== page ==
A Vancouver police constable who could lose his job over allegations that he interfered in an Oak Bay police department homicide investigation will get a public hearing into his case.
The case stems from a death that was ruled accidental in 2001 but was reopened in 2008 as a homicide investigation.
The officer, whose name has not been released, requested the hearing after New Westminster Police Chief Dave Jones announced Sept. 12 that the officer should be fired.
Jones investigated the allegations against the officer upon a request from Vancouver Police Chief Jim Chu. That responsibility also made Jones the discipline authority in the case.
Jones recommended the officer be fired based on two counts of deceit related to the Police Act. The punishment would make Jones’ other recommendations unnecessary, including suspending the 13-year veteran for up to 20 days for corrupt practice.
So far, the officer has not been charged with a criminal offence.
Oak Bay police issued a statement in July, saying the Vancouver constable allegedly revealed details of a homicide probe to a person under investigation.
Police said the constable accessed restricted police databases without authorization and provided that information to the same person.
He also failed to provide knowledge he had of the death to police, the statement said.
Under the Police Act, any officer facing termination gets an automatic hearing, if requested. It’s now up to the Office of the Police Complaint Commissioner to set a date for a hearing.
In the meantime, the officer remains suspended without pay while his union continues to question Jones’ ruling.
“I don’t think that he properly considered the evidence carefully enough that was presented to him in the discipline proceeding,” said Tom Stamatakis, president of the Vancouver Police Union. “But more than that, it’s a stretch to presume that there was a homicide at all.
So that calls into question the very default that the police officer was accused of committing.”
Stamatakis was referring to the death of 31-year-old Owen Padmore, who died in December 2001. Oak Bay police originally treated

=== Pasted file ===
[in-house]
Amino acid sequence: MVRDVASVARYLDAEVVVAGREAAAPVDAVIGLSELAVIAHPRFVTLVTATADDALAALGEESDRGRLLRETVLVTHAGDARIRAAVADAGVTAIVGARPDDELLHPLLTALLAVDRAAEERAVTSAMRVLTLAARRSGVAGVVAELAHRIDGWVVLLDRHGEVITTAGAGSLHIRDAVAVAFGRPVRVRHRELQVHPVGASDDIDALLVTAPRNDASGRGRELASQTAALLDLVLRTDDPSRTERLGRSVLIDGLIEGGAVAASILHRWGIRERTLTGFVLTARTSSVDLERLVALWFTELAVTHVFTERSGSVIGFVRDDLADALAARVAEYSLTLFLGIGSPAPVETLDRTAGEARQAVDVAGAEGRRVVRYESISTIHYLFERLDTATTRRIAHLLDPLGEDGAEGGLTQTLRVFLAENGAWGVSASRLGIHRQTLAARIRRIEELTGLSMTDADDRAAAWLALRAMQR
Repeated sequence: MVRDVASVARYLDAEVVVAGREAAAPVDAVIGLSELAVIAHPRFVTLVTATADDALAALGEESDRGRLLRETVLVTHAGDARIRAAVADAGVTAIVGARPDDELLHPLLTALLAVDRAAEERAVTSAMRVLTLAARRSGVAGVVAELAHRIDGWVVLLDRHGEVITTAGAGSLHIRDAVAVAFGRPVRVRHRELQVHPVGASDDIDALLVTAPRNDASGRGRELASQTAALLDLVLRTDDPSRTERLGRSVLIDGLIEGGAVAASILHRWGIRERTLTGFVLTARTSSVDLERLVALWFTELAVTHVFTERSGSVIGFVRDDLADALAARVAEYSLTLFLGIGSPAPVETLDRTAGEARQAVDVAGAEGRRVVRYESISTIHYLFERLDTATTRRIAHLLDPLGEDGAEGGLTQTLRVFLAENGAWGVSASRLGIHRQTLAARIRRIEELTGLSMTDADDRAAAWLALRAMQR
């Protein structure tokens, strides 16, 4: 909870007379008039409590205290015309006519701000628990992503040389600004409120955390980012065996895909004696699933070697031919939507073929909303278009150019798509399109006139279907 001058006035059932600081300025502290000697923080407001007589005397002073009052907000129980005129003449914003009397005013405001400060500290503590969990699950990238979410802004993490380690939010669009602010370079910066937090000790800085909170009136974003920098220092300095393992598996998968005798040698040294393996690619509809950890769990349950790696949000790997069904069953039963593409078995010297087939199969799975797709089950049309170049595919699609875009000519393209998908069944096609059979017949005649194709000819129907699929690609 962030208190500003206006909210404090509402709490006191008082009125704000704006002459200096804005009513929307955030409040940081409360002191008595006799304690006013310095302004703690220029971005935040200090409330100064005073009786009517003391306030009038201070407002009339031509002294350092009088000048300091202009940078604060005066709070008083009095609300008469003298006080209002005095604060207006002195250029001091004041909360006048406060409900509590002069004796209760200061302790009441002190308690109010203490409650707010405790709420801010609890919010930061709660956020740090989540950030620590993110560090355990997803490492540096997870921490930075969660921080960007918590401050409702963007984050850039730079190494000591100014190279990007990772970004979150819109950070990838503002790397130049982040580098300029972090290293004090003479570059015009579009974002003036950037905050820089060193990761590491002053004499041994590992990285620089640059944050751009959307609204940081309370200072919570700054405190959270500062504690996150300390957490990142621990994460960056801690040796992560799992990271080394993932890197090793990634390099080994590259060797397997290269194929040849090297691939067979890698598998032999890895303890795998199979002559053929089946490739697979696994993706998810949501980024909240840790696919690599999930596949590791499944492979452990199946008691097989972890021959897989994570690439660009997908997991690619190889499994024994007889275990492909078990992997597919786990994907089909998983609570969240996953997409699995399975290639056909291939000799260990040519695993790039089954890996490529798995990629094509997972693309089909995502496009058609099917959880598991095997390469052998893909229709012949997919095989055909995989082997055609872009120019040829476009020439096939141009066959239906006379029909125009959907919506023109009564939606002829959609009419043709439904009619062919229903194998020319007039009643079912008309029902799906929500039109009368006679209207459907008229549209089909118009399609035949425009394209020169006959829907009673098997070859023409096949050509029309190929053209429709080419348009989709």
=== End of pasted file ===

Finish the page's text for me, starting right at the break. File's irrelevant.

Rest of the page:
Padmore’s death as accidental and subsequently destroyed some of the exhibits seized during the initial investigation — a practice consistent with policy at the time.
An autopsy determined Padmore’s death was the result of “a closed head injury consistent with a fall.” But additional information surfaced in 2008, which led investigators to re-open the case.
Oak Bay police arrested two females and a male in connection with Padmore’s death. The females were released without charges while police recommended a charge of manslaughter against the male. Crown counsel reviewed the evidence but decided not to approve the manslaughter charge.
Chu suspended the constable with pay in August 2011 after allegations surfaced that the officer lied during the Oak Bay homicide investigation.
The constable was then put on administrative leave in March 2011. In July of this year, the Vancouver Police Board suspended the constable without pay.
The investigation into the allegations involving the officer is in contrast to an unrelated case in 2010 involving a Vancouver police officer who was convicted of selling marijuana.
Unlike the Oak Bay case, Chu chose to fire then-constable Peter Hodson rather than have an outside police agency investigate allegations against Hodson, who was later sentenced to nearly three years in prison.
Chu fired Hodson the same day investigators arrested him — Hodson did not request a public hearing and was not investigated under the Police Act.
Meanwhile, Vancouver police Const. Ismail Bhabha was charged last week with assault for allegedly punching a cyclist during an arrest downtown in March. A video of the alleged offence has been widely circulated via YouTube. Bhabha remains on duty and has been redeployed to another patrol division in the city.
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